Interestingly, having furniture in the centre of rooms did not necessarily attract more non-tactile attention from visitors overall. The furniture had significantly fewer instances of visual engagement than paintings or sculptural pieces.

Case Studies

Paintings with Furniture

Three items were under observation in the one gallery: a commode, a painting and a triptych. The furniture received significantly more tactile engagement, both accidental and purposeful, than the triptych on a plinth and the large painting displayed above the commode.

Painting on display above piece of furniture
A Village Festival by Brueghel (No.1192) & Commode (LL.034-2016)

However, over three times more people engaged (visually and through touch) with the painting hanging above the commode, than the commode. It is worth noting that the painting is of significant interest to visitors as it is well known and features frequently in group talks. It demonstrates the increased risk of physical damage to furniture placed below popular paintings.

There were more instances of touching of the commode (but not the painting) at weekends. This could be due to the higher number of visitors in the space, rather than because of any differences in visitor demographics.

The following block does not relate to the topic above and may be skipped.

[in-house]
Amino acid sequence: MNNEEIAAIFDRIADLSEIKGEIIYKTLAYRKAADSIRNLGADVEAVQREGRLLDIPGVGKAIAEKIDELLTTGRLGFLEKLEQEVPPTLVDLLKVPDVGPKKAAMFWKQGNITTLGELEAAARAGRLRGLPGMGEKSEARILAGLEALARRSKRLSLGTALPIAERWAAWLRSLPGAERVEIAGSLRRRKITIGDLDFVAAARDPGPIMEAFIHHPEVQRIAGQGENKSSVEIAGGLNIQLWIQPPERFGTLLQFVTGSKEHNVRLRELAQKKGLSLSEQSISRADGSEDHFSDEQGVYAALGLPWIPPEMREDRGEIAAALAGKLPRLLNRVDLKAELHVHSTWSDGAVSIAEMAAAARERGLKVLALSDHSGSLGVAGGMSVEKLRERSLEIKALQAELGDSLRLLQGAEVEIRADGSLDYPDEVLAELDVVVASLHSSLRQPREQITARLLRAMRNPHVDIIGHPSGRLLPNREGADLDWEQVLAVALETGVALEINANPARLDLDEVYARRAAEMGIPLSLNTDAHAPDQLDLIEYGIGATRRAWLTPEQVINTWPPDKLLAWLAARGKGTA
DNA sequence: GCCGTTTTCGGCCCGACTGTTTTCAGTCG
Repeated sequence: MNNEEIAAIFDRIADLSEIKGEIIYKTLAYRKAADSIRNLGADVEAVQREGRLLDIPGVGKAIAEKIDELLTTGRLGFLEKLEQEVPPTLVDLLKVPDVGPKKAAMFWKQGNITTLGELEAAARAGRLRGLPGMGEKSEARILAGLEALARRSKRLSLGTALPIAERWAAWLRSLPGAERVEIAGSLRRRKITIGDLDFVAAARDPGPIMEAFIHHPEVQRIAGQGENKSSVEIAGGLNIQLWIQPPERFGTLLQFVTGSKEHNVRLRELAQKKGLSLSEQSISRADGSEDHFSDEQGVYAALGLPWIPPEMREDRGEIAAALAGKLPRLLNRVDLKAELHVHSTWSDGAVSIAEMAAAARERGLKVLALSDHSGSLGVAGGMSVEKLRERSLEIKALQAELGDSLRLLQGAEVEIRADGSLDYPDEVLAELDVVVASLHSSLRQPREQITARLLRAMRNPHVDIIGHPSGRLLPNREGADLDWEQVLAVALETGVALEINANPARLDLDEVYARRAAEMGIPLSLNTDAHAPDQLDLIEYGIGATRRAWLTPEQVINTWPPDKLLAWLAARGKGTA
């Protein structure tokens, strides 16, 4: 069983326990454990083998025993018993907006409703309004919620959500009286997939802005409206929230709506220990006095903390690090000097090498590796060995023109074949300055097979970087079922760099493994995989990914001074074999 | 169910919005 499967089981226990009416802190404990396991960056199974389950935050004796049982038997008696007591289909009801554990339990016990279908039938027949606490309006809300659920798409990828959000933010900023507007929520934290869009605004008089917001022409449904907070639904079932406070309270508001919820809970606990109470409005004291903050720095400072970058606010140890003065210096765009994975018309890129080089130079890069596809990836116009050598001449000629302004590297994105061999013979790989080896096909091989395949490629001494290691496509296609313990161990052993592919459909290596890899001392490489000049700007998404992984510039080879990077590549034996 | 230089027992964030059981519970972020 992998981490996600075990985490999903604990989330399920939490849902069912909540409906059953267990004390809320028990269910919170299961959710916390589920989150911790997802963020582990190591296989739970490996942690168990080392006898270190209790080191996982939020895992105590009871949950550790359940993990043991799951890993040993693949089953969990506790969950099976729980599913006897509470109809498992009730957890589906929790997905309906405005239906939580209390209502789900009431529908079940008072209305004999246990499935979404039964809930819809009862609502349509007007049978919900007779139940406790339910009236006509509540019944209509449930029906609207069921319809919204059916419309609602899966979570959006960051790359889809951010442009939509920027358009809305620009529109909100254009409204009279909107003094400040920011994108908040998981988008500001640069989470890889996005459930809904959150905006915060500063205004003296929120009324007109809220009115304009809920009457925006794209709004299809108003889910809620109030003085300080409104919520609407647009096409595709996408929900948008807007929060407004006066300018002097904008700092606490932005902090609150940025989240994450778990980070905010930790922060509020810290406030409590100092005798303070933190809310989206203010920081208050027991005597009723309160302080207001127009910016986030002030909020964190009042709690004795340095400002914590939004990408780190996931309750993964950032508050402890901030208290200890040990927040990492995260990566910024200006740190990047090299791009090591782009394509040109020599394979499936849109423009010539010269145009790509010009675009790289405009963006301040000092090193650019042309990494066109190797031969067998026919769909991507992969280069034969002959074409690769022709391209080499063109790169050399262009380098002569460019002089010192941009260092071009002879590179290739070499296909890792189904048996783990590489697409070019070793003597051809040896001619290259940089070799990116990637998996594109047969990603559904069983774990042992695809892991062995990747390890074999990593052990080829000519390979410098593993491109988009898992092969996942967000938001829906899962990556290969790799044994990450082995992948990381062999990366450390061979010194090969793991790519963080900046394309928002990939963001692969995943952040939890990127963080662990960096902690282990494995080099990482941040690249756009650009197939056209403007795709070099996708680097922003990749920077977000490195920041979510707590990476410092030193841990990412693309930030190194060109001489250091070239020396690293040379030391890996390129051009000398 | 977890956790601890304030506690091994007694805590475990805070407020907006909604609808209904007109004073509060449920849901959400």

The way the triptych is displayed seemed to eliminate the risk of accidental touches, with none recorded during the 57 hours of observation. The content of the painting (religious) and age in contrast to the painting above the commode may also explain the absence of tactile engagement.

Location and display change of the sculpture

The sculpture of Venus was observed in two different locations. The first location was in the Courtyard area of the Museum, near to the shop, café and entrance. The figure was on a large plinth and displayed next to an abstract metal sculpture. The second location was on the landing of the main entrance, in the historic setting of the original building. Here, the figure was on a kickboard (rather than a plinth) and displayed near to other sculptures of similar style.

Two sculptures of Venus
Large Blade Venus by William Turnbull (M.6-2006) & Venus Verticordia by John Gibson (M.4-1975)

While in the Courtyard, it attracted attention from two visitors per hour on average, and 16% of this engagement was tactile.

While displayed on the Founder’s Entrance Landing, it attracted attention from six people per hour, but only 6% of the engagement was tactile.

Sculpture of Venus
Venus Verticordia by John Gibson (M.4-1975) on display in the Founder’s Entrance of the Fitzwilliam Museum